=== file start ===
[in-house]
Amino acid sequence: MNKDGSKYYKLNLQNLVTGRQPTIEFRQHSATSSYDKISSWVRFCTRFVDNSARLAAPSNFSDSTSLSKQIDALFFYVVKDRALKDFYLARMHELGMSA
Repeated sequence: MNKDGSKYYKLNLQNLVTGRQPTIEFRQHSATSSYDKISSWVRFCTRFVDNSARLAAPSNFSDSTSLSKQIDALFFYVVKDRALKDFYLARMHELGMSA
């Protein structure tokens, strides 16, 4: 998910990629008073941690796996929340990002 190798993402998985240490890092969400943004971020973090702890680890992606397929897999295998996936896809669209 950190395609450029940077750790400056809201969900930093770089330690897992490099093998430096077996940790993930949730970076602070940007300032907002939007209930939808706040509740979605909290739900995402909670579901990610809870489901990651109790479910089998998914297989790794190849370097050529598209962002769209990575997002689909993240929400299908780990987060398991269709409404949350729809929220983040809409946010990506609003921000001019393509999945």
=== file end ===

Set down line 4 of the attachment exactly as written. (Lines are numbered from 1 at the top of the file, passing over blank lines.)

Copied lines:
């Protein structure tokens, strides 16, 4: 998910990629008073941690796996929340990002 190798993402998985240490890092969400943004971020973090702890680890992606397929897999295998996936896809669209 950190395609450029940077750790400056809201969900930093770089330690897992490099093998430096077996940790993930949730970076602070940007300032907002939007209930939808706040509740979605909290739900995402909670579901990610809870489901990651109790479910089998998914297989790794190849370097050529598209962002769209990575997002689909993240929400299908780990987060398991269709409404949350729809929220983040809409946010990506609003921000001019393509999945």